I have one Weather Station with Atomic Clock that I use to set all the clock in the house by, in the Tampa area the signal is pretty reliable after midnight, usually by 2am the clock makes the daily correction if needed.

--
Garmin 38 - Magellan Gold - Garmin Yellow eTrex - Nuvi 260 - Nuvi 2460LMT - Google Nexus 7 - Toyota Entune NAV

Yes

TXRVer wrote:
Jim1348 wrote:

...
Which brings me around to the GPS tie in. With GPS chipsets being reasonably priced, are there any clocks using time signals received from GPS?

WWV and GPS time sync share the same potential problem. They need a relatively unobstructed view of the transmitter. Most quality GPS units will get some signal through a simple sheetrock ceiling and composition roof, but in buildings with a metal roof and particularly additional stories above the GPS, the signal is about zero unless near a window with a view of the sky.

Your cell phone stays very accurate from the time data sent to it from the cell towers. I've never thought if a unregistered phone will still set the time if powered on. If it will, then a clock with a LTE receiver in it would keep accurate time assuming you don't have to have a deal with a carrier.

Yes, an unregistered cellphone will still get network time. It will also call 911 in an Emergency. It doesn't have to be an LTE. My CPAP uses 3g and keeps time just fine.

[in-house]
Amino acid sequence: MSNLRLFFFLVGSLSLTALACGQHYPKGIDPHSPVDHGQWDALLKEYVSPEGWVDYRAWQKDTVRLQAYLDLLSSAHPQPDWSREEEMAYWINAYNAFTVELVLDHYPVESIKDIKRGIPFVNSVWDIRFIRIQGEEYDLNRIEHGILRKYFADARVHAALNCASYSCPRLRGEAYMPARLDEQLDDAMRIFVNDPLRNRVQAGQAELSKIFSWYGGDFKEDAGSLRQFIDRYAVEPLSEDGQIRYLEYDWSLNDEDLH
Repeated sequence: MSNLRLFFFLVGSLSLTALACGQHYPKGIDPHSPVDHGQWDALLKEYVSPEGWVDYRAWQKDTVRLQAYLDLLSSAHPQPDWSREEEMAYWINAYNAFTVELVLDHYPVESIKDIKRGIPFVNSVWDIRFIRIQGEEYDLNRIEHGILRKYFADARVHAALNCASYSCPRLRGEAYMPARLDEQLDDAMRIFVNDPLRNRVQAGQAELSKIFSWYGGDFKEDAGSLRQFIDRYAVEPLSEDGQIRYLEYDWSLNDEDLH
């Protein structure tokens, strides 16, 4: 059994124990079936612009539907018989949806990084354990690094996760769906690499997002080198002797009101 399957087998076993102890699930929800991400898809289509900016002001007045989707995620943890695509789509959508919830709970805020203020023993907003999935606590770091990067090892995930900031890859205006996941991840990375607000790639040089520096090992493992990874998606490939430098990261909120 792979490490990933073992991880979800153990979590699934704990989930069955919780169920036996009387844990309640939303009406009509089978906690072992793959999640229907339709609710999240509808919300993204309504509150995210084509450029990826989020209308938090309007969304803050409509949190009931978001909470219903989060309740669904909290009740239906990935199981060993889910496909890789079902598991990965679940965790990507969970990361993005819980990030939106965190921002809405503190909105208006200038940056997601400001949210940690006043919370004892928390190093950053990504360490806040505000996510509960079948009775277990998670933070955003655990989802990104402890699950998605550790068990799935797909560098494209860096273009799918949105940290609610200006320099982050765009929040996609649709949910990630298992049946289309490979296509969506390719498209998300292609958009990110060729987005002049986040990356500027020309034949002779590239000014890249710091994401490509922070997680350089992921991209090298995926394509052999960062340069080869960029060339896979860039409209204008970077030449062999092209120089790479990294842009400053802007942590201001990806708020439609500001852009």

--
Frank Nuvi 3597LMT 37.322760, -79.511267

GPS and actual time

Am I remembering correctly that GPS satellites have never corrected for leap seconds? If true, there have been quite a few since GPS came to be.

I also prefer "atomic" or radio-controlled clocks and watches. I set the watches in a window facing Colorado nightly and the house clocks wherever they are in the house and know that I've gotten updates daily in AZ and WI. Updates may be tougher in the eastern US and Canada. I believe most run using a quartz crystal between daily radio updates. For me, this is the best option for folks who reliably get the radio signals.

A bonus with these is that they auto adjust for DST although for me in non-Navajo AZ, I have to turn off the autoDST mode and for my one adio-controlled clock that can't disable autoDST, I have to switch from MT to PT during DST. sad

Hmm, it may be that the GPS receiver corrects GPS time by knowing and adjusting for leap seconds, at least for some GPS clock manufacturers:

https://www.hodinkee.com/articles/leap-second-added-to-world...

My findings

I have several radio controlled clocks & watches and live approximated 1875 miles from Colorado & would say without hesitation that I successfully receive the signal 99% of the time.

As others have said the signal is stronger during the nighttime & my clocks & watch automatically sync between 00.00 & 05.00.

I have a watch which is able to receive both the 60 kHz or GPS time & position data & interested in learning from others if GPS does exist for clocks question

For additional information :

http://www.poi-factory.com/node/23526

--
Nüvi 255WT with nüMaps Lifetime North America born on 602117815 / Nüvi 3597LMTHD born on 805972514 / I love Friday’s except when I’m on holidays ~ canuk

.

I just use cell phones for my clocks. The towers are GPS-timed from the nist stations, and are very accurate.

--
nüvi 3790T | nüvi 775T | Those who make peaceful revolution impossible, will make violent revolution inevitable ~ JFK

Clocks